Sportsnet 650’s Andrew Walker, along with Scott Rintoul, made an appearance during the Canucks broadcast last night, in both intermissions, to talk with Dan Murphy about the current state of the Canucks. One quote in particular about Brandon Sutter caught my attention.
“Travis Green’s done a lot of right things and he’s pushed a lot of right buttons. The number one thing I think is he’s carved out a role for Brandon Sutter. Listen, he’s not a fan, Travis Green, he’s a pretty good hockey coach, though. This is a market where people have kind of got on a guy like Brandon Sutter, which I think is pretty ridiculous. He’s a pretty good player. I think he’s a valuable player. I think he’s a useful player in the perfect role…
When I look at Sutter, he has one goal this season, and he’s still a plus-three. Now, when you look at the competition he’s played against, I think that’s pretty remarkable, and he’s one of the biggest reasons the Canucks have gotten off to a decent start this season.”
If we take a closer look, we can see that Brandon Sutter is rocking a 44% score-adjusted shot-share at evens through the first 14 games of the season, putting him just outside the bottom-thirty in forwards with over 100 minutes of even-strength TOI. A lot of defence-first forwards look better when you exclude blocked shots, but ironically Sutter looks even worse in this regard, sitting in the bottom-ten in 5v5 unblocked shot attempt differential among centres in his TOI range.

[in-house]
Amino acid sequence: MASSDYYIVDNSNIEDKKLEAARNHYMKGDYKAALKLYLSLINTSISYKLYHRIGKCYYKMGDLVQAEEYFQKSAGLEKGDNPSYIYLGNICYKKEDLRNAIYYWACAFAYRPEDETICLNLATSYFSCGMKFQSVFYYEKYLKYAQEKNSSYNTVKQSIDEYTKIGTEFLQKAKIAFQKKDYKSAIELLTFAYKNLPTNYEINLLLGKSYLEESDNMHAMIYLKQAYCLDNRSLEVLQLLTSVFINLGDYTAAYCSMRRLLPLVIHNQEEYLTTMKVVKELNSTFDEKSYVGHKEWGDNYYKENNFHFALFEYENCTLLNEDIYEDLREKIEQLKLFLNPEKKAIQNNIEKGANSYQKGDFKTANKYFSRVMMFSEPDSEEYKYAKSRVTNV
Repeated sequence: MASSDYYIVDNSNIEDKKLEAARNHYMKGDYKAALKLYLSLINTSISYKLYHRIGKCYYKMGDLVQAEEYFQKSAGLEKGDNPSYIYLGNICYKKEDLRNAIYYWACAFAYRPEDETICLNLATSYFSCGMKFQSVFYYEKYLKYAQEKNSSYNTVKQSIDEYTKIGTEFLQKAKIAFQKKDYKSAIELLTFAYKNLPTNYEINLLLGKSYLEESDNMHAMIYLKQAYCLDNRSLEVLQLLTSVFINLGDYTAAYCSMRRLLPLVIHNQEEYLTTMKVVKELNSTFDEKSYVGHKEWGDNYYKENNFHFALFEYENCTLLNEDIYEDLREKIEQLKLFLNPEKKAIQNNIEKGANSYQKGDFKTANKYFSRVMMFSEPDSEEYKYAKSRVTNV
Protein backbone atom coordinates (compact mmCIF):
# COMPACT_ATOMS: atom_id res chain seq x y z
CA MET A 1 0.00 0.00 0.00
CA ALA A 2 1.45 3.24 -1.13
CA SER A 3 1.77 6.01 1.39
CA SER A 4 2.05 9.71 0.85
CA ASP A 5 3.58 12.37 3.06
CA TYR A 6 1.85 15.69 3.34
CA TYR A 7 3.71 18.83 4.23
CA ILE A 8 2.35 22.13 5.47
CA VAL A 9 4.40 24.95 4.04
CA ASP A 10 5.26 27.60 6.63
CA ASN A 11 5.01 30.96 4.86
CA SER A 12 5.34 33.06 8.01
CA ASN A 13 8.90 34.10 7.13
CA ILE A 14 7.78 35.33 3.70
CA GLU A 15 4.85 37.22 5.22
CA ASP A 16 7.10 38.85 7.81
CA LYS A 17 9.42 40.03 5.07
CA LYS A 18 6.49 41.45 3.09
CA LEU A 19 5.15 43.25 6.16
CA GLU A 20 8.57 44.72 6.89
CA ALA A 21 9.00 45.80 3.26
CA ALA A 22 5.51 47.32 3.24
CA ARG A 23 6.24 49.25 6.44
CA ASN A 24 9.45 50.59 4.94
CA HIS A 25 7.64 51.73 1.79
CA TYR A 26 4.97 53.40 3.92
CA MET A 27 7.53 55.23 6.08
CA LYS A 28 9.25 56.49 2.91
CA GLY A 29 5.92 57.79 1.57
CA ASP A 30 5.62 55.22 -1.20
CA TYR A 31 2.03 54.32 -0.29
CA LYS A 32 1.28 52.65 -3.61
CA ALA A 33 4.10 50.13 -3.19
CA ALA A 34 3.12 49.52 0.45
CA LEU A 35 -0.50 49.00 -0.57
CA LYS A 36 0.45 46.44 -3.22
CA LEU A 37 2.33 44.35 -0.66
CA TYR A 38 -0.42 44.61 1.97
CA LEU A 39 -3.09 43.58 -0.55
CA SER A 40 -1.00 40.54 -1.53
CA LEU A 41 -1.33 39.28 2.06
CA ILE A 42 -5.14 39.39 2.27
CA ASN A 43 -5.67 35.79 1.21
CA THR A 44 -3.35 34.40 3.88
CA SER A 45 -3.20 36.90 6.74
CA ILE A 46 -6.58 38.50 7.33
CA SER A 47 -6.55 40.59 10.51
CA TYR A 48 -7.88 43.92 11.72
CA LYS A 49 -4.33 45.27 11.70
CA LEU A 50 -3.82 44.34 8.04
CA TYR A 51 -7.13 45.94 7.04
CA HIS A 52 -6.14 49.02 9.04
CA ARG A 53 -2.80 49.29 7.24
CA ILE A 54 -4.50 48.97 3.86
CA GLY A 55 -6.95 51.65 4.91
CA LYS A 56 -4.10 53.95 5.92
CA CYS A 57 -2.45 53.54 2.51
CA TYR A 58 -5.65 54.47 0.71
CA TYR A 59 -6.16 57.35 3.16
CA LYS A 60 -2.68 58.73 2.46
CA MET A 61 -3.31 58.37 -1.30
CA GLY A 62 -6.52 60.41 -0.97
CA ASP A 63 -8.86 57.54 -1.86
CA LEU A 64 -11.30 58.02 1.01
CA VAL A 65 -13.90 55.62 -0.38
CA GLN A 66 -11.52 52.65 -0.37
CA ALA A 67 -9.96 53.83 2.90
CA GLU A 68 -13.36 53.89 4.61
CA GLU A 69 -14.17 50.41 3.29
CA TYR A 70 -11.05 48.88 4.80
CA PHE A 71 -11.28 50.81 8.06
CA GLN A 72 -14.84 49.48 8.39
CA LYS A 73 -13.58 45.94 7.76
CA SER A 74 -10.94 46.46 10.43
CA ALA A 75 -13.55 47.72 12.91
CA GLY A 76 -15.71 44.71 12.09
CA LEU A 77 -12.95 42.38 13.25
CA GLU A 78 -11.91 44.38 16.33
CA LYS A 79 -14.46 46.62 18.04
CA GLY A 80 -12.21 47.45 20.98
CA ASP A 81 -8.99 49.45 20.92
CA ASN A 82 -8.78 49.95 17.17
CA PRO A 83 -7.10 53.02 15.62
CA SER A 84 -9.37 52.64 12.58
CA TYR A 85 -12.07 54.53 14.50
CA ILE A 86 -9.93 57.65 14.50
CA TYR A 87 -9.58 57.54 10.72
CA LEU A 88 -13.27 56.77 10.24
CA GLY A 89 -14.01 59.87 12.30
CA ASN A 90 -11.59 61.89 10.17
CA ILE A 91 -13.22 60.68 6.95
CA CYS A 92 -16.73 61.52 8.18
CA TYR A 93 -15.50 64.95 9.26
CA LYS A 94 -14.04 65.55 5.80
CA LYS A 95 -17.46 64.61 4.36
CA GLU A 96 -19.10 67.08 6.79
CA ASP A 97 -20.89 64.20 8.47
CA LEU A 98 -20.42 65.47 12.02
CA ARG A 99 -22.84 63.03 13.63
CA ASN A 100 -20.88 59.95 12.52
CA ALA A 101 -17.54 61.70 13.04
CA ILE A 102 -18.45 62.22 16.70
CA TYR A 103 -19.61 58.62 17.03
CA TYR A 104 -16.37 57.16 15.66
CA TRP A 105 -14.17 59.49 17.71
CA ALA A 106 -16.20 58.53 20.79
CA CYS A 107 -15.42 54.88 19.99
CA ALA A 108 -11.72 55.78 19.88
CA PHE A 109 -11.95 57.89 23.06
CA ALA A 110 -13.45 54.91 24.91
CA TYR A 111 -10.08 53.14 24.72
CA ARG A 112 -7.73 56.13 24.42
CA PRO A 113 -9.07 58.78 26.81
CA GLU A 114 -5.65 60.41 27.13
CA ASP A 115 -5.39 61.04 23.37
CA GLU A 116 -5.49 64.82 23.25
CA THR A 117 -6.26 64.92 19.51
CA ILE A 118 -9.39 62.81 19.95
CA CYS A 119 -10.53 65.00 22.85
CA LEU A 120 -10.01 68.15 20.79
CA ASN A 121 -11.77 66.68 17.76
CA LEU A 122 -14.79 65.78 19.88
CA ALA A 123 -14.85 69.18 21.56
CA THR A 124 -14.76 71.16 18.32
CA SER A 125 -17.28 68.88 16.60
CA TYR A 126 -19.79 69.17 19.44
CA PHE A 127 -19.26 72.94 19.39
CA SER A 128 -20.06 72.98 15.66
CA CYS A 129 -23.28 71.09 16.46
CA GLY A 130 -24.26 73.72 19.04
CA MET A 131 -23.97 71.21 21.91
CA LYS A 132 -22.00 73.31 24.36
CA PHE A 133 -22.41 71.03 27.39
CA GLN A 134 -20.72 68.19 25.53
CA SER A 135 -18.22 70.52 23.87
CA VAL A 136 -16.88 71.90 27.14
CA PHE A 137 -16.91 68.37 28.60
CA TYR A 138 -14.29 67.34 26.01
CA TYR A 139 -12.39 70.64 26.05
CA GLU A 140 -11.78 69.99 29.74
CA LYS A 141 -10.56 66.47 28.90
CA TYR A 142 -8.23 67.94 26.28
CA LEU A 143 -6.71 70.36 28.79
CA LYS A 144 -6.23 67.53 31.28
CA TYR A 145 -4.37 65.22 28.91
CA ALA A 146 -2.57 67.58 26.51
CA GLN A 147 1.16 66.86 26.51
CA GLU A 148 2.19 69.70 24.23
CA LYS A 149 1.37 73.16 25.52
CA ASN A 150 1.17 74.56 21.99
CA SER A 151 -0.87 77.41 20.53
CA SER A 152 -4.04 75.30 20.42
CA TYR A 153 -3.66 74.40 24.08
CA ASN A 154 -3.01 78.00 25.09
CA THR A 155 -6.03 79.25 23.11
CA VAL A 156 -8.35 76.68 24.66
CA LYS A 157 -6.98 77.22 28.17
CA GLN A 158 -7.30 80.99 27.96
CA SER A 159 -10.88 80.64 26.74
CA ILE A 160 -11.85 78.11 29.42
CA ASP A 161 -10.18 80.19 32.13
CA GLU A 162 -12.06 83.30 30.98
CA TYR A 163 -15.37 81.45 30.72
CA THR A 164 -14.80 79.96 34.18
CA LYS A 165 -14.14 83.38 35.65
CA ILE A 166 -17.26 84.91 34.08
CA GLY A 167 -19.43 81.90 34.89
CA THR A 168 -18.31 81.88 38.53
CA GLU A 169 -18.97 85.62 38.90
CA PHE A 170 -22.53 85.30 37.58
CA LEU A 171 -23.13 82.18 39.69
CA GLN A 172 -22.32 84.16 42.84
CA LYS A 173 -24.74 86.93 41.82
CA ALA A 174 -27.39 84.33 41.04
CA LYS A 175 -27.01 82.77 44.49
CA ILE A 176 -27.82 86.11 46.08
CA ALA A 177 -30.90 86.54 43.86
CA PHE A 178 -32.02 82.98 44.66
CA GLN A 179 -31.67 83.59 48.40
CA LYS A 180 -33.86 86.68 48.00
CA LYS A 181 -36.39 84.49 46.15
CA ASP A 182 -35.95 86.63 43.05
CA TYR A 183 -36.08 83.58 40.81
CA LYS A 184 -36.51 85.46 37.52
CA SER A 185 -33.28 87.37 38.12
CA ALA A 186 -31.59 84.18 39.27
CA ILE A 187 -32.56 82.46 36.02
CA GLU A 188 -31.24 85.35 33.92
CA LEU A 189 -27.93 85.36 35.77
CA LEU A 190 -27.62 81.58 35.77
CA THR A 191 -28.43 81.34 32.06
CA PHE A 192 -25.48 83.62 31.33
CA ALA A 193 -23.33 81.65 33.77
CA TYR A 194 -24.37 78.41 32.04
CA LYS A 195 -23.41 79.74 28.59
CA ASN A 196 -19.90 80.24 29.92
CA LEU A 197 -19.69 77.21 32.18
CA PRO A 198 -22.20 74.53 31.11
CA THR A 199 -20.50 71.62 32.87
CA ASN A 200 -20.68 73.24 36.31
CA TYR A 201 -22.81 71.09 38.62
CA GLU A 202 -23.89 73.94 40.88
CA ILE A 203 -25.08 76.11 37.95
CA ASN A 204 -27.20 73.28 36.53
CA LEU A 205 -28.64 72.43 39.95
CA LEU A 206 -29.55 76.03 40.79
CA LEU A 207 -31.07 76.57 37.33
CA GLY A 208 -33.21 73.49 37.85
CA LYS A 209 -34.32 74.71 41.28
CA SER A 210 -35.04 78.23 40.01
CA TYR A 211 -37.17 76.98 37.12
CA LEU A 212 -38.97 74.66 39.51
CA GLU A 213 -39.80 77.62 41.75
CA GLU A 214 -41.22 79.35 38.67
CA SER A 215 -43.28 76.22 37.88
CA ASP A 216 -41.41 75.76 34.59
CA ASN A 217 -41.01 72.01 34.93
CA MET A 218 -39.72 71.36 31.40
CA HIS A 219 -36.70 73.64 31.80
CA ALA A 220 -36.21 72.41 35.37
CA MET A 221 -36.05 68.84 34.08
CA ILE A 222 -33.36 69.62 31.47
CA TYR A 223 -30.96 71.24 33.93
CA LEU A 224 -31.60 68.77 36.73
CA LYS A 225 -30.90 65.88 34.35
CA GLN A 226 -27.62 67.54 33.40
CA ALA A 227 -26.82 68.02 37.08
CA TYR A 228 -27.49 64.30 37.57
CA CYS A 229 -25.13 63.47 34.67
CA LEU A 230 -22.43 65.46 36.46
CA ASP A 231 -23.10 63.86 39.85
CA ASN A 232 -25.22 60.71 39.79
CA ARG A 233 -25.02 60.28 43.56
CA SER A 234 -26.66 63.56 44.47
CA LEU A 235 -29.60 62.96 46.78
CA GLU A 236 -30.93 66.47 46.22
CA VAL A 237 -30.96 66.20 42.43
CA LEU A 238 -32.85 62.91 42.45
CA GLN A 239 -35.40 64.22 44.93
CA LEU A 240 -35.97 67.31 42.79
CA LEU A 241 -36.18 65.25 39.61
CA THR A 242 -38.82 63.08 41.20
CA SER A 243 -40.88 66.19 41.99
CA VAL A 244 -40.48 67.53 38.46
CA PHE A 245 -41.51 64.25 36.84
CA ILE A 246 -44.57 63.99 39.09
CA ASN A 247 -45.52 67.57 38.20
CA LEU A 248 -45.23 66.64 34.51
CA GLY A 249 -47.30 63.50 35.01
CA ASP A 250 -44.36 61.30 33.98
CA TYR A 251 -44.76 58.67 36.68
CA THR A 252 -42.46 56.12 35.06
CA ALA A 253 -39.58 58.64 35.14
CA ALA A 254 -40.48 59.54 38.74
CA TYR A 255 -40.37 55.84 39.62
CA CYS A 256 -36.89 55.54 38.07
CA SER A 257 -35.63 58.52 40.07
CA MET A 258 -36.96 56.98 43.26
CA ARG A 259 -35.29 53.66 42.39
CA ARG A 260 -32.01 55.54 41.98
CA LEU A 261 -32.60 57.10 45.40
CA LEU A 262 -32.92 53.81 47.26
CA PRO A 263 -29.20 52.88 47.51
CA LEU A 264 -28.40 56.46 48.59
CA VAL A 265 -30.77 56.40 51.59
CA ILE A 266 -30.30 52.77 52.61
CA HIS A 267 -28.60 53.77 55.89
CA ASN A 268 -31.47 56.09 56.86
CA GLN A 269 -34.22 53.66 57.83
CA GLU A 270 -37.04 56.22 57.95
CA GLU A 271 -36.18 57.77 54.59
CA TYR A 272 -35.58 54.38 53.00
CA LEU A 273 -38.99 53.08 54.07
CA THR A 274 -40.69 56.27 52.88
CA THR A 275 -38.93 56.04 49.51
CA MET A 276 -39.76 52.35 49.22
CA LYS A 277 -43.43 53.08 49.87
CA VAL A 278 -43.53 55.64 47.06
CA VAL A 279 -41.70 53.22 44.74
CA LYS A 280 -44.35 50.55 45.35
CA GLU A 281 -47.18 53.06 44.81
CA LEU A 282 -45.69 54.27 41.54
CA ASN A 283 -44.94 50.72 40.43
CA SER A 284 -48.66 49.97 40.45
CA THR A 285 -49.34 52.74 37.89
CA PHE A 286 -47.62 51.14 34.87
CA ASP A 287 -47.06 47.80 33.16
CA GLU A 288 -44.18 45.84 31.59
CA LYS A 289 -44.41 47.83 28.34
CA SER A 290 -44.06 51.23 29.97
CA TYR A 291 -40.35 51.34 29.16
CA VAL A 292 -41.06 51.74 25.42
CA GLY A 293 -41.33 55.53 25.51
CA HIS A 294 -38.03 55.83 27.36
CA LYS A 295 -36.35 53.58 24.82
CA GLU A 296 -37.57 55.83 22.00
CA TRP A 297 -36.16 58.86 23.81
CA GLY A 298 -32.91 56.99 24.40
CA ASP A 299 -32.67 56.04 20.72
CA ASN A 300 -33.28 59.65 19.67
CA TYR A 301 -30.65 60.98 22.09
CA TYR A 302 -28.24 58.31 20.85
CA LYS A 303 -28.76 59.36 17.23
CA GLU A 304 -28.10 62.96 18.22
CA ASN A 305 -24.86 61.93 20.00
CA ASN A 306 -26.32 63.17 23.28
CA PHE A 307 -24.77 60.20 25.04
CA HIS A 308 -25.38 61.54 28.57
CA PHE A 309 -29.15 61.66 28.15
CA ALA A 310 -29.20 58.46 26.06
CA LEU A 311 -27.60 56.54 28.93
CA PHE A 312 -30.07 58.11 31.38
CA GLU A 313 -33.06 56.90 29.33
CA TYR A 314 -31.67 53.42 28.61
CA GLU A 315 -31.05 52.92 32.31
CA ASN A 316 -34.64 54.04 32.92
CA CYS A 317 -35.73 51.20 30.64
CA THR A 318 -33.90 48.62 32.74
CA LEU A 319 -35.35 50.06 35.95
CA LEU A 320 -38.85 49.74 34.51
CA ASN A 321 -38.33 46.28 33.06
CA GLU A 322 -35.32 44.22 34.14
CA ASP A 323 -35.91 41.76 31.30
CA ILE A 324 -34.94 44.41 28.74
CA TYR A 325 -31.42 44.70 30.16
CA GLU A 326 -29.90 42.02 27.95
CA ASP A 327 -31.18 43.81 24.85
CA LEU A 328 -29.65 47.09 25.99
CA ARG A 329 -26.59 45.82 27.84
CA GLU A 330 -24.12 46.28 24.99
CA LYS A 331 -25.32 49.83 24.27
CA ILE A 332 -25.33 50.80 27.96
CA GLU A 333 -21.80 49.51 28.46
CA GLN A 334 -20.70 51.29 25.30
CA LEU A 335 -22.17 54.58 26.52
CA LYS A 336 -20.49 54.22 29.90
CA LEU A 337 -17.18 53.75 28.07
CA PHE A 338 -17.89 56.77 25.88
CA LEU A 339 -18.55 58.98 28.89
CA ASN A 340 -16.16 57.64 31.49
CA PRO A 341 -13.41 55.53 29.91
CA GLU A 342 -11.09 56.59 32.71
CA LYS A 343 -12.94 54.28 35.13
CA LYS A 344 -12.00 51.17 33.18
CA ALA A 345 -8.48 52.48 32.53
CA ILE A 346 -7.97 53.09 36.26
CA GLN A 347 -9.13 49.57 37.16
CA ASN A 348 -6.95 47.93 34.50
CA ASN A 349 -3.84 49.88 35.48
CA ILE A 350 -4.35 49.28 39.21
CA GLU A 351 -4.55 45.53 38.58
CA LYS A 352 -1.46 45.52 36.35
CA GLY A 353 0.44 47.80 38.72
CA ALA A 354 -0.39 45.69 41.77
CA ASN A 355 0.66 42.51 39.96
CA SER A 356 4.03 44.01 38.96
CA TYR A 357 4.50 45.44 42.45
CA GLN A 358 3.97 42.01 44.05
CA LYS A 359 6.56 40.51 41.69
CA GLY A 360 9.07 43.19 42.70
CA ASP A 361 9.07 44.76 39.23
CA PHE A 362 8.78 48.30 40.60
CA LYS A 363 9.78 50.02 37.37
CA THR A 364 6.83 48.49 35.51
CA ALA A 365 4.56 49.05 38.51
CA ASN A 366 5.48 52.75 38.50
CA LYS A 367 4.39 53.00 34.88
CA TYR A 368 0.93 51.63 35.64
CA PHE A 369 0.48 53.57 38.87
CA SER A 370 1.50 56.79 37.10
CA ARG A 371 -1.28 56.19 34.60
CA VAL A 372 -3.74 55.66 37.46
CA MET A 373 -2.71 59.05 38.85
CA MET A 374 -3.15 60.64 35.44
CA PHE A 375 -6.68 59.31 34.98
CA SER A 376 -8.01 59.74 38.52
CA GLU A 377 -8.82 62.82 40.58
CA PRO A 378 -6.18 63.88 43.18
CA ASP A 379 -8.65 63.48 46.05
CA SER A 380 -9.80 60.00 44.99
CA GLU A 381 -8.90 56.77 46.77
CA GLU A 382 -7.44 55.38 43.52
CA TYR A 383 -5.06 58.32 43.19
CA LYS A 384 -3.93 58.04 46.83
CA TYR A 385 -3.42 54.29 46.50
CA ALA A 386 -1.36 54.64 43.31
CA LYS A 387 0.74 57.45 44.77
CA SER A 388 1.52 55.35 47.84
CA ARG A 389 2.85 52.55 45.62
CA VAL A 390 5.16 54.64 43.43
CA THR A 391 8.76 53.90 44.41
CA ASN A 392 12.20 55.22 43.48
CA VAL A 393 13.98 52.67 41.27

So why is this important? Well, shots lead to goals, and a tiny 14-game sample can wreak havoc on anybody’s goals-for or against totals. Keep in mind that Brandon Sutter’s been virtually attached to the hip of Derek Dorsett, who already has six goals and is shooting at 30%. Given this context, Sutter’s plus/minus doesn’t really look “remarkable”; it seems pretty pedestrian.
This may seem like just another entry in the age-old “stats vs eye test” debate that feels like it will continue ad nauseam until the end of time. It’s not. There’s an important distinction to be made here. Anytime you use plus/minus; you’re making a statistical argument. That’s probably not a battle Walker is well suited for in the best of times, and talking about plus/minus is the statistical equivalent of bringing a knife to a gunfight. Even the oldest of the old boys club doesn’t use it anymore.
Plus minus is bad and *no one* in hockey uses it outside of some fans and media.
— Garret Hohl (@GarretHohl) November 6, 2017
There’s nothing wrong with the eye test. So use it. There are lots of smart people in this business that can use their eyes to analyze game tape and break down plays to shed light on things the stats can’t pick up. What you shouldn’t do is use being an “eye test guy” as a shield from criticism when you use bad statistics. In other words, when you’re talking about plus/minus, you aren’t being old-school. You’re being lazy.